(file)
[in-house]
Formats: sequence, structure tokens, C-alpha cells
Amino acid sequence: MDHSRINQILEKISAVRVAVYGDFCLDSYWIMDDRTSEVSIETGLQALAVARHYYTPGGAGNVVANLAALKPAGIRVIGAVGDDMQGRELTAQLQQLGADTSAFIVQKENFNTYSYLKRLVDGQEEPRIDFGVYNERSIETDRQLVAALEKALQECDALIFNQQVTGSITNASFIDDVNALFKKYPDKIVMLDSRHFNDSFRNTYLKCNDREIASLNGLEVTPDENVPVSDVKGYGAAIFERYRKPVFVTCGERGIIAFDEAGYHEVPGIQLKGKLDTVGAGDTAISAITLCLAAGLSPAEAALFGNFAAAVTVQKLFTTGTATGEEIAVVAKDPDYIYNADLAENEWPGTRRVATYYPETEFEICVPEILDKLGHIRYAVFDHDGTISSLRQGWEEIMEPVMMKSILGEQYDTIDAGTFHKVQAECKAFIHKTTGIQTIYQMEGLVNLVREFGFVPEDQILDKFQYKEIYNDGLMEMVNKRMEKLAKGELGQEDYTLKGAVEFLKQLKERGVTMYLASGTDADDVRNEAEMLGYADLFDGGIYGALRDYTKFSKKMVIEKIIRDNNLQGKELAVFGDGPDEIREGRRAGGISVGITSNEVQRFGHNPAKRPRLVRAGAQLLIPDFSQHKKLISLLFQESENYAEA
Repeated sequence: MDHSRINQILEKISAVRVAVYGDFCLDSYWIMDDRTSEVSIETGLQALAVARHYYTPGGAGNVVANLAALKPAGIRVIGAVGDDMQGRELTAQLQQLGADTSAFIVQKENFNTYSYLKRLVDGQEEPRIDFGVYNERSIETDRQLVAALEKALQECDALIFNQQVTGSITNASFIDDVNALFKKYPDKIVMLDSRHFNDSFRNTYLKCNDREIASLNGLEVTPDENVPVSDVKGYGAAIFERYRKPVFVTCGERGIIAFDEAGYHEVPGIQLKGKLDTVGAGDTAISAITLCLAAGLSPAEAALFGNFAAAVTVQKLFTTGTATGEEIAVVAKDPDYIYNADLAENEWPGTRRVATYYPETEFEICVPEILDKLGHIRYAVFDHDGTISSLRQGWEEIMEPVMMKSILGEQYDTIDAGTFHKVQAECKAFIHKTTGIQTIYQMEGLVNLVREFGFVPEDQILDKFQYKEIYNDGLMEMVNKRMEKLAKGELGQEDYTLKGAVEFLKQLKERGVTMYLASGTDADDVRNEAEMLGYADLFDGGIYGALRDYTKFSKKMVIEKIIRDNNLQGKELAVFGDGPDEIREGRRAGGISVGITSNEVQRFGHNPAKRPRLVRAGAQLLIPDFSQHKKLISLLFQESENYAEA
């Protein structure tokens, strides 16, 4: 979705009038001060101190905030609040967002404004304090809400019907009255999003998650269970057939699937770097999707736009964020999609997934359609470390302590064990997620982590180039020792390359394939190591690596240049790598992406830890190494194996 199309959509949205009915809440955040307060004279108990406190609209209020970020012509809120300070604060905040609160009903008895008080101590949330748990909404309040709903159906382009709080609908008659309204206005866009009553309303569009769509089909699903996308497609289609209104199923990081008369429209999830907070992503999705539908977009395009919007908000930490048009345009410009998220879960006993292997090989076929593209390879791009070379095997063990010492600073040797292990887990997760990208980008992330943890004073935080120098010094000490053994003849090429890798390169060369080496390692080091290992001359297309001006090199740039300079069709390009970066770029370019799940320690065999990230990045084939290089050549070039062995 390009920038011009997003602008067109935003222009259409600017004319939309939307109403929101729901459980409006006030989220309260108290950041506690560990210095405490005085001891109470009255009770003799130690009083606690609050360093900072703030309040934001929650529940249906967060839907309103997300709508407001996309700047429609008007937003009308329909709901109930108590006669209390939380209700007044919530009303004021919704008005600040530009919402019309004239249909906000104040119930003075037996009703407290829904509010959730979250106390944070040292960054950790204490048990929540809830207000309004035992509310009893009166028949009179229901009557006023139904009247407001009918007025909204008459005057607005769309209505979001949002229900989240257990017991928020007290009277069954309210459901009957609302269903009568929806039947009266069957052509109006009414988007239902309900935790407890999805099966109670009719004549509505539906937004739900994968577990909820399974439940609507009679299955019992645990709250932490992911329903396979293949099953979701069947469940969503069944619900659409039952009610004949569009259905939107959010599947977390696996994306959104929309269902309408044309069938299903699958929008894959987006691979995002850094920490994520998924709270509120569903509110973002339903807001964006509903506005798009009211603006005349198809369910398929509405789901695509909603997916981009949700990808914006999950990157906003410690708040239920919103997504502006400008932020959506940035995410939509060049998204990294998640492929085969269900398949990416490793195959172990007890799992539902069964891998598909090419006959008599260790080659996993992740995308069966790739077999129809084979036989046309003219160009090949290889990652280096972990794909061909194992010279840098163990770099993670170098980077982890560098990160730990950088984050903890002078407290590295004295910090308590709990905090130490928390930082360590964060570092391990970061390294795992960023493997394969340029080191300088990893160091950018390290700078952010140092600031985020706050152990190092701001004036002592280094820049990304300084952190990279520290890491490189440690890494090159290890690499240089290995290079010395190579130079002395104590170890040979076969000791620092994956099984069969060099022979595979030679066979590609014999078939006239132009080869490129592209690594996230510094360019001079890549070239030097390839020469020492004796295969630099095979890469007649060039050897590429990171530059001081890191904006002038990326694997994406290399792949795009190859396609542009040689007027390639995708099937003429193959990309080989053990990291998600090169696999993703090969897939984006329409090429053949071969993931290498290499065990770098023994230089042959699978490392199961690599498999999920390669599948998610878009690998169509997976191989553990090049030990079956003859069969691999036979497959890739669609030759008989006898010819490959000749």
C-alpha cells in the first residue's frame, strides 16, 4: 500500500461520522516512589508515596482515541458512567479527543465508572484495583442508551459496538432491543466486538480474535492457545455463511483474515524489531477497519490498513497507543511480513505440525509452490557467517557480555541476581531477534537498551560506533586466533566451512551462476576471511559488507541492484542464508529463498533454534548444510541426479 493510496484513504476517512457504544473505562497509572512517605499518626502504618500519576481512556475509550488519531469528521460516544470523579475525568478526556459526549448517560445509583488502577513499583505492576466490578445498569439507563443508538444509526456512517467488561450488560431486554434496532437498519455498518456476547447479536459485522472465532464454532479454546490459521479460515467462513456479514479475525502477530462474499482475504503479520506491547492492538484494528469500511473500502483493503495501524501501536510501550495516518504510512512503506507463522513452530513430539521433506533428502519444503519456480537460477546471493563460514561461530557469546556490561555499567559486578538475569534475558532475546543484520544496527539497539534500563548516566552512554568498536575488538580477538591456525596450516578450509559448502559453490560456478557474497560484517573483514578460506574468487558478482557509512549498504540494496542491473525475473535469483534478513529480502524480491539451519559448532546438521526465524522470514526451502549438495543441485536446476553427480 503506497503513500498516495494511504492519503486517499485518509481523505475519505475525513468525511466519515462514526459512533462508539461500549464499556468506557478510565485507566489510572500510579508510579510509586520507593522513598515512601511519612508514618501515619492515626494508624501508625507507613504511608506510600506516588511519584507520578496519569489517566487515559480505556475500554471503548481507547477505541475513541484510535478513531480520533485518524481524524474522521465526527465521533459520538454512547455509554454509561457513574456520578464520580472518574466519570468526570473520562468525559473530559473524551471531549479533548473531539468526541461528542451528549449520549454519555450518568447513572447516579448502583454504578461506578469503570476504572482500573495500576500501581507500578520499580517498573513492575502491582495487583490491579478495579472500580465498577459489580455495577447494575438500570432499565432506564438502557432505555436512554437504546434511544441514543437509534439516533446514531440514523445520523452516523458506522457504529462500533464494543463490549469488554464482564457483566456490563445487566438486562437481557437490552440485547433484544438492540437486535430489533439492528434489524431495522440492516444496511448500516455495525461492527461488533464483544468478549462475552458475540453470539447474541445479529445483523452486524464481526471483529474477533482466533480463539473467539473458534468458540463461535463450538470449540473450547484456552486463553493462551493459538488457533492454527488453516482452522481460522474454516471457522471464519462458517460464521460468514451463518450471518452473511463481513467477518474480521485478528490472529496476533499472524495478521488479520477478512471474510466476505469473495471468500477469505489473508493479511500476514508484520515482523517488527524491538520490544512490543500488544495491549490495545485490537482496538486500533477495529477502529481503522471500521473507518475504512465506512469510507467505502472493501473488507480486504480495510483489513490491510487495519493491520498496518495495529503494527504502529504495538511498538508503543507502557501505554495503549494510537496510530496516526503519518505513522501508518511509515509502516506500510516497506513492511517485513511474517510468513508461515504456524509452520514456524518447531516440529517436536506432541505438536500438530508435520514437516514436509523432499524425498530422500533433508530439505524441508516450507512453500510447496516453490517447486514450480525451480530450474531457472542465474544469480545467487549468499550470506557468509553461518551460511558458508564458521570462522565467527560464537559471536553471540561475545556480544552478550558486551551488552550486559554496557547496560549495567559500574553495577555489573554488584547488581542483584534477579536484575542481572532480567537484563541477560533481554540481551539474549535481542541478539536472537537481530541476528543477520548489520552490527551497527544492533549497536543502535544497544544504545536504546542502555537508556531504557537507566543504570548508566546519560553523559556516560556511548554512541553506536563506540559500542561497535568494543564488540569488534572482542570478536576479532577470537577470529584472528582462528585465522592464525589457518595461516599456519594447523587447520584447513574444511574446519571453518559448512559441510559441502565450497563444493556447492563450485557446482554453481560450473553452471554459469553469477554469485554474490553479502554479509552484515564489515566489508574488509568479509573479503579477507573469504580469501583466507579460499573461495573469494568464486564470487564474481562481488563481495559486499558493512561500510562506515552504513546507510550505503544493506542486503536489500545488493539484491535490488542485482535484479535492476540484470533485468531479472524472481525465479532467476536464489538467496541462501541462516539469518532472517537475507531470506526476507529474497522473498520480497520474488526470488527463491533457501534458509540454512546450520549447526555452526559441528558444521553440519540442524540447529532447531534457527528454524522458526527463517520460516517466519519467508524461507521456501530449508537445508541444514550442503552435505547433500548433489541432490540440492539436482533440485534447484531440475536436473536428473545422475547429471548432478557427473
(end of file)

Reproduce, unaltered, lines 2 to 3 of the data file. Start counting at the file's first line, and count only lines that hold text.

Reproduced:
Formats: sequence, structure tokens, C-alpha cells
Amino acid sequence: MDHSRINQILEKISAVRVAVYGDFCLDSYWIMDDRTSEVSIETGLQALAVARHYYTPGGAGNVVANLAALKPAGIRVIGAVGDDMQGRELTAQLQQLGADTSAFIVQKENFNTYSYLKRLVDGQEEPRIDFGVYNERSIETDRQLVAALEKALQECDALIFNQQVTGSITNASFIDDVNALFKKYPDKIVMLDSRHFNDSFRNTYLKCNDREIASLNGLEVTPDENVPVSDVKGYGAAIFERYRKPVFVTCGERGIIAFDEAGYHEVPGIQLKGKLDTVGAGDTAISAITLCLAAGLSPAEAALFGNFAAAVTVQKLFTTGTATGEEIAVVAKDPDYIYNADLAENEWPGTRRVATYYPETEFEICVPEILDKLGHIRYAVFDHDGTISSLRQGWEEIMEPVMMKSILGEQYDTIDAGTFHKVQAECKAFIHKTTGIQTIYQMEGLVNLVREFGFVPEDQILDKFQYKEIYNDGLMEMVNKRMEKLAKGELGQEDYTLKGAVEFLKQLKERGVTMYLASGTDADDVRNEAEMLGYADLFDGGIYGALRDYTKFSKKMVIEKIIRDNNLQGKELAVFGDGPDEIREGRRAGGISVGITSNEVQRFGHNPAKRPRLVRAGAQLLIPDFSQHKKLISLLFQESENYAEA